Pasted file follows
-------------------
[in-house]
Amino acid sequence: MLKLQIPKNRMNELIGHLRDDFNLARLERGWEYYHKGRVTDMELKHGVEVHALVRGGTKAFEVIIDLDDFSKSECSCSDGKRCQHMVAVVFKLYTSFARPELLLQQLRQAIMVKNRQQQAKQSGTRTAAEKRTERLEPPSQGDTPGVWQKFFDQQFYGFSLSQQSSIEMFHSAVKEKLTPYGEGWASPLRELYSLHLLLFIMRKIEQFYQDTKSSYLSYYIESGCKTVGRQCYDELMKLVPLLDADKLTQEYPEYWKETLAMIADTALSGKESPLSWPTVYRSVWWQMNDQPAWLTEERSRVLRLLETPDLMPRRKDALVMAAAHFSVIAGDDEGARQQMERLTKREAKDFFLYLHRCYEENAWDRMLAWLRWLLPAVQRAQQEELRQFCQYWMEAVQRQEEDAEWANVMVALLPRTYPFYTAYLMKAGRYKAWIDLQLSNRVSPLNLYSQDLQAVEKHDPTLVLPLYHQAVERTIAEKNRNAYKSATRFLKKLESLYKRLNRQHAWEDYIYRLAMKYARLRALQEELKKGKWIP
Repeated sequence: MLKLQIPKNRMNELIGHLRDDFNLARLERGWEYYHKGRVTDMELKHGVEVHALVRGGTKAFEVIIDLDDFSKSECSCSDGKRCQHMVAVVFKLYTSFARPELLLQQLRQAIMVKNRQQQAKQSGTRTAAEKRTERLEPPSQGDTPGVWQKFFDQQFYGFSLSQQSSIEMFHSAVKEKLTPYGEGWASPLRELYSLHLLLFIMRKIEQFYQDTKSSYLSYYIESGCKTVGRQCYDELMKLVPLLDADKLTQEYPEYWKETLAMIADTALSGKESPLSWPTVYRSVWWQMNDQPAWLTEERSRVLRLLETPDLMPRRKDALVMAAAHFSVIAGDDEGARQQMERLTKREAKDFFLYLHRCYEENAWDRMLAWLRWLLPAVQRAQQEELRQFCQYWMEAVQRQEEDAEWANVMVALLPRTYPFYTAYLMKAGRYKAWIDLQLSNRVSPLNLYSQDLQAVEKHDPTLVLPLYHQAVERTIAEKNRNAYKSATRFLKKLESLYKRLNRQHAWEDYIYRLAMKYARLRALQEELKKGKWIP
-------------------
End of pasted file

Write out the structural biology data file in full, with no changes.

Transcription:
[in-house]
Amino acid sequence: MLKLQIPKNRMNELIGHLRDDFNLARLERGWEYYHKGRVTDMELKHGVEVHALVRGGTKAFEVIIDLDDFSKSECSCSDGKRCQHMVAVVFKLYTSFARPELLLQQLRQAIMVKNRQQQAKQSGTRTAAEKRTERLEPPSQGDTPGVWQKFFDQQFYGFSLSQQSSIEMFHSAVKEKLTPYGEGWASPLRELYSLHLLLFIMRKIEQFYQDTKSSYLSYYIESGCKTVGRQCYDELMKLVPLLDADKLTQEYPEYWKETLAMIADTALSGKESPLSWPTVYRSVWWQMNDQPAWLTEERSRVLRLLETPDLMPRRKDALVMAAAHFSVIAGDDEGARQQMERLTKREAKDFFLYLHRCYEENAWDRMLAWLRWLLPAVQRAQQEELRQFCQYWMEAVQRQEEDAEWANVMVALLPRTYPFYTAYLMKAGRYKAWIDLQLSNRVSPLNLYSQDLQAVEKHDPTLVLPLYHQAVERTIAEKNRNAYKSATRFLKKLESLYKRLNRQHAWEDYIYRLAMKYARLRALQEELKKGKWIP
Repeated sequence: MLKLQIPKNRMNELIGHLRDDFNLARLERGWEYYHKGRVTDMELKHGVEVHALVRGGTKAFEVIIDLDDFSKSECSCSDGKRCQHMVAVVFKLYTSFARPELLLQQLRQAIMVKNRQQQAKQSGTRTAAEKRTERLEPPSQGDTPGVWQKFFDQQFYGFSLSQQSSIEMFHSAVKEKLTPYGEGWASPLRELYSLHLLLFIMRKIEQFYQDTKSSYLSYYIESGCKTVGRQCYDELMKLVPLLDADKLTQEYPEYWKETLAMIADTALSGKESPLSWPTVYRSVWWQMNDQPAWLTEERSRVLRLLETPDLMPRRKDALVMAAAHFSVIAGDDEGARQQMERLTKREAKDFFLYLHRCYEENAWDRMLAWLRWLLPAVQRAQQEELRQFCQYWMEAVQRQEEDAEWANVMVALLPRTYPFYTAYLMKAGRYKAWIDLQLSNRVSPLNLYSQDLQAVEKHDPTLVLPLYHQAVERTIAEKNRNAYKSATRFLKKLESLYKRLNRQHAWEDYIYRLAMKYARLRALQEELKKGKWIP